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Social worker urges schools and teachers to be front line in preventing mental illness
Hartford Courant - 9/7/2023
Seeing a nationwide rise in suicides among teens, social worker Shana Rackmill is urging schools to improve climate to prevent mental illnesses from affecting students.
Rackmill, a school suicide and violence prevention specialist who works for Hartford Healthcare, formerly worked at Conard High School in West Hartford, where she was the crisis clinician and adviser to the school’s Students Against Violence Everywhere (SAVE) Club. She currently works out of her own office, and sees the alarming trend in suicides here in Connecticut on par with the national numbers.
Nationally, between 2007 to 2017, teen suicides doubled. Rackmill said that since the pandemic, the numbers are even worse.
Many suicide attempts and deaths go unreported, Rackmill said, or they are reported as a medical issue, and treated with privacy and confidentiality.
“The [number of] deaths in Connecticut, and in the Greater Hartford area, of youth suicide is much higher than anybody realizes,” she said. “Our national statistics are high, but that’s only what’s getting reported. I know that those statistics are maybe one-third of reality.”
Schools, she said, are the best front line way to reach kids in need of mental health services, but can also play a large role in preventing mental illness before it happens. While most schools have counselors and therapists, there are two key ways that schools could do a better job. Namely, hiring a prevention specialist and training teachers.
“Therapists can’t do much about it, because most kids won’t ever see a therapist,” Rackmill said. “Obviously, parents and family are great, but not every parent hast the ability or capacity. I think the best line of defense is schools, and I think there are some very clear and specific things that schools can do. I don’t think that putting a ton of therapists in schools is the answer. I personally believe, from my experience in schools, I think it’s about teachers having trauma-informed care.”
Teachers, she said, are in the position to potentially notice issues before anyone else, but aren’t trained in what to look for.
“They don’t get any training on mental health,” Rackmill said, adding that it’s also not just about recognizing signs.
“It’s doing things more mindfulness-based in the classroom,” she said. “All of the studies have shown that those things reduce violence, reduce mental health problems, reduce harm towards self and others. It increases grades and increases connected-ness and self-worth. We don’t need to recognize all the warning signs of suicide. That’s not the teachers’ job.”
Instead, teachers should be able to recognize trauma, she said.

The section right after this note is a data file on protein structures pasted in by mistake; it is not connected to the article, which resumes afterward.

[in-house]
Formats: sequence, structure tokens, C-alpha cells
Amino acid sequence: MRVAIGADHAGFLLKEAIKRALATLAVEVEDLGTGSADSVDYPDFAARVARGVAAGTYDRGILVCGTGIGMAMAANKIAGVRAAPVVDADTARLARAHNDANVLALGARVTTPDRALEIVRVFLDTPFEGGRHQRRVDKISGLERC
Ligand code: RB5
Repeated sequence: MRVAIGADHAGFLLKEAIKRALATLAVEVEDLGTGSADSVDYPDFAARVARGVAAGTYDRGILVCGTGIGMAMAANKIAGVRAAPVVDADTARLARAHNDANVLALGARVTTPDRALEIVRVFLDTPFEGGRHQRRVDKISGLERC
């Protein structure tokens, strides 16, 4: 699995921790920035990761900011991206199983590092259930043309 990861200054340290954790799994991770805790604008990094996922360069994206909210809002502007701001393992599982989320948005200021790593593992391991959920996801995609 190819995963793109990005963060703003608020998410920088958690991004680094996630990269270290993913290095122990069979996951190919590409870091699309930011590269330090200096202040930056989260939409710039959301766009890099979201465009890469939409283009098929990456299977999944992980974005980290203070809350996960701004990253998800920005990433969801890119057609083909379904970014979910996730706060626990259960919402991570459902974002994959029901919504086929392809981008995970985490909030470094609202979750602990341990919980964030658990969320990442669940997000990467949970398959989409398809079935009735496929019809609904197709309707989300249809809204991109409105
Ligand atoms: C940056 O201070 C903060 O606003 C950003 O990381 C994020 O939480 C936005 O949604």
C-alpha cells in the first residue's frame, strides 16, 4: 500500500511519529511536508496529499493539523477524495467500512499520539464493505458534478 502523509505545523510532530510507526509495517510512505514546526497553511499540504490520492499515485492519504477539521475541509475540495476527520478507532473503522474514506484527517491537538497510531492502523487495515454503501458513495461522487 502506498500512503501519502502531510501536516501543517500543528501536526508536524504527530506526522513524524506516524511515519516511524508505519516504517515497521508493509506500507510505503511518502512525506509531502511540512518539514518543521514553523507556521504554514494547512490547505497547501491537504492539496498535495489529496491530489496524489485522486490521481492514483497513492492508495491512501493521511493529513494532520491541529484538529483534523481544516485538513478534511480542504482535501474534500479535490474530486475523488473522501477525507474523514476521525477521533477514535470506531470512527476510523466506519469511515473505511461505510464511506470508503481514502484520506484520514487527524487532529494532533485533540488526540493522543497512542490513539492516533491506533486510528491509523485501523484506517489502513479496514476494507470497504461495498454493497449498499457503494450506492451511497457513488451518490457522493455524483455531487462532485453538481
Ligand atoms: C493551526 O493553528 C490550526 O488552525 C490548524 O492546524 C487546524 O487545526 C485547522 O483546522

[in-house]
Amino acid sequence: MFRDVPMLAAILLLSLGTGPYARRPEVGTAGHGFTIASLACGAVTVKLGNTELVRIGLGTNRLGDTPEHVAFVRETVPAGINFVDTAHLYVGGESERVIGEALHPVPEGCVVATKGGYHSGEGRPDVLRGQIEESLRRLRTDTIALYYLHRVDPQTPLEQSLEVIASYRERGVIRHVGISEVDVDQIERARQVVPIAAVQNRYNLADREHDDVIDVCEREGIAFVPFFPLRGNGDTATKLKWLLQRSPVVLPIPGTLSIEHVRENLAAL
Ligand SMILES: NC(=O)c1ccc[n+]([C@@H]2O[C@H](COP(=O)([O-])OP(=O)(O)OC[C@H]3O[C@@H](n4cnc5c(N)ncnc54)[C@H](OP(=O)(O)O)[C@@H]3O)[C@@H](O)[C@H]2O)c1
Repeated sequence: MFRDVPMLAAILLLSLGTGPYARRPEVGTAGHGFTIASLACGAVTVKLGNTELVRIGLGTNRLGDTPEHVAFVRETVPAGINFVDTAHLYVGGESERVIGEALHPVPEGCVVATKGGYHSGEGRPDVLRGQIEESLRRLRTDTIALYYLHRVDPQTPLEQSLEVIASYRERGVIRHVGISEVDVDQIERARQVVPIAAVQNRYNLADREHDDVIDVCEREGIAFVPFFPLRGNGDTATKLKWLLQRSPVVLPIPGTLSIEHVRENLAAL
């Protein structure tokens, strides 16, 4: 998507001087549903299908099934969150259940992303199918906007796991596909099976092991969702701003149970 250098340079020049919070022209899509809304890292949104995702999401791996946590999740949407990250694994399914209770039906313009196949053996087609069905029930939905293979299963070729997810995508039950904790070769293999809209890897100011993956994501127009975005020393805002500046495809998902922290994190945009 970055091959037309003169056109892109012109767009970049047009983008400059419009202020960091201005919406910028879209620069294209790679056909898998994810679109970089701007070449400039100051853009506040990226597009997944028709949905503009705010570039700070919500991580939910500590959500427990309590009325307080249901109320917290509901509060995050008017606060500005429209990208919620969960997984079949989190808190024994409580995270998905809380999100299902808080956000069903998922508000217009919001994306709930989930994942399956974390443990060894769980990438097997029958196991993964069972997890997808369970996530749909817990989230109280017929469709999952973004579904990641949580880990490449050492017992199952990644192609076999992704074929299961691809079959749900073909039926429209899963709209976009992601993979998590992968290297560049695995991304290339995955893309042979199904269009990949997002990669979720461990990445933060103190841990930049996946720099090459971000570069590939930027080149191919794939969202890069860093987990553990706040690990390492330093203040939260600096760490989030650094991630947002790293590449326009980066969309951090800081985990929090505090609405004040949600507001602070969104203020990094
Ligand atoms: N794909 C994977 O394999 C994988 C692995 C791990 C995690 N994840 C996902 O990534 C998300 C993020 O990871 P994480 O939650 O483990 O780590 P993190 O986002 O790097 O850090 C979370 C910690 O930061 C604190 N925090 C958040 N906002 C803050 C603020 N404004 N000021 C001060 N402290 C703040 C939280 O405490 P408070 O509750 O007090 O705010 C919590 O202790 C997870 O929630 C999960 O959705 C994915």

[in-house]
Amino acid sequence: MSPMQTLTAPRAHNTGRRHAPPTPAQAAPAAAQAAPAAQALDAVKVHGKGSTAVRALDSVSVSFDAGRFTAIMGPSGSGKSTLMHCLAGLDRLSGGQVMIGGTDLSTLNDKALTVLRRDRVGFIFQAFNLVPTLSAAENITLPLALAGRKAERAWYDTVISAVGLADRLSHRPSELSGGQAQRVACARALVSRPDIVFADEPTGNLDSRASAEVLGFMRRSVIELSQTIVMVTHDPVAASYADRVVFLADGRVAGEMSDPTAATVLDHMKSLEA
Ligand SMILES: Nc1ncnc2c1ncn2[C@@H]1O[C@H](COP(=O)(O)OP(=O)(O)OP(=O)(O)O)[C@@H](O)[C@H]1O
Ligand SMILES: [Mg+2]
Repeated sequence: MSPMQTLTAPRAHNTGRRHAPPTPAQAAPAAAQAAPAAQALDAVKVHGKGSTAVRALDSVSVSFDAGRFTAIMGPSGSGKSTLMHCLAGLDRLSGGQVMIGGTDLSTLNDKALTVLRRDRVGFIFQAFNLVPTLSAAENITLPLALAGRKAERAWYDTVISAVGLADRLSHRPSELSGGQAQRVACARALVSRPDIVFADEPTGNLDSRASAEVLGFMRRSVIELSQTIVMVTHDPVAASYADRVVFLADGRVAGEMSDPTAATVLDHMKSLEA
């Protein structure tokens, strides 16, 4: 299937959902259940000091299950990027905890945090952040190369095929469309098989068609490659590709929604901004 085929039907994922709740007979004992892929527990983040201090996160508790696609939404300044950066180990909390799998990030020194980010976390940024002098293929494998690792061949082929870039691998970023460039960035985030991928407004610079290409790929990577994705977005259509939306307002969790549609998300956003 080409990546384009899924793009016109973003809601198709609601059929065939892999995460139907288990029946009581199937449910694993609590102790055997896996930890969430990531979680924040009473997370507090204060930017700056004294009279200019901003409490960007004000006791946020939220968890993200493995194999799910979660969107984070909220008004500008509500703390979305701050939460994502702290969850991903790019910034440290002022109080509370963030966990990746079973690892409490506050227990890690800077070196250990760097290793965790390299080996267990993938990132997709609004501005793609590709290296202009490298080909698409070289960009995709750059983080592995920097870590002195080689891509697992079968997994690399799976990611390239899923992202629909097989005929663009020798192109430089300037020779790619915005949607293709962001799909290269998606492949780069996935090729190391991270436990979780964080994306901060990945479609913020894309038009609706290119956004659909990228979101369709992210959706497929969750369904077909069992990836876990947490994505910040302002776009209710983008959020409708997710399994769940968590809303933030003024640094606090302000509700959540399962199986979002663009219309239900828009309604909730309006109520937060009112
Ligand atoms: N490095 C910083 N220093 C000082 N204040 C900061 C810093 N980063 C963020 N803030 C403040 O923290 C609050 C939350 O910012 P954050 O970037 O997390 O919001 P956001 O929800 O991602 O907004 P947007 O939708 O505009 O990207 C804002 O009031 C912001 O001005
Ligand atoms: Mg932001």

“Some of them have slept in a car the night before. Some of them don’t know where their next meal is coming from,” she said. “This is happening in good school districts and the teachers don’t know. If the teachers had that training, not only is that kid going to feel good and respected, that kid’s going to walk away knowing that there’s an adult that cares.”
Alternatively, or in addition to training teachers, Rackmill said she’d like to see a specialized mental health therapist in each school.
“Most of the kids in this country need something, but don’t get it,” she said. “There’s nowhere for them to go in the school, unless there is a specific person, a social worker, assigned to the entire school, and there just isn’t, anywhere. There’s nobody for them to talk to.”
Rackmill said she saw approximately 500 students per year while at Conard, out of a student body of 1,300.
“Most of those were kids who would not have seen a social worker otherwise,” she said. “About 95% of those were serious – some level of trauma or severe depression, maybe not quite at the level of suicide ideality, but some of them were. At least half of the kids that I saw reported at least one panic attack in the last school year, and never told anyone.”
School climate, Rackmill said, also can go a long way to improving mental health. Kids who are natural leaders can be taught to be good examples, which improves mental health and behavior of other students.
“We need to create cultures in the school where the kids feel heard and listened to, and in a community with the teachers,” she said, adding that schools can access many free programs, such as the Sandy Hook Promise, but those are not used enough.
It could be as simple as finding one teacher to champion an after-school club or program.
“Is there one teacher in the school who could run the SAVE club?” Rackmill said. “If schools could create an atmosphere where teachers realize the significant impact they have. Teachers don’t have the training, and it’s not that they don’t want the training, it’s that they just aren’t given it. Making more connections in the school community makes a world of difference. It needs to be a culture. There should be a suicide prevention policy that is not about what to do once a kids says they’re suicidal. Prevention is ‘what do we do all year long to prevent’ or ‘how do we train teachers to help prevent.'”
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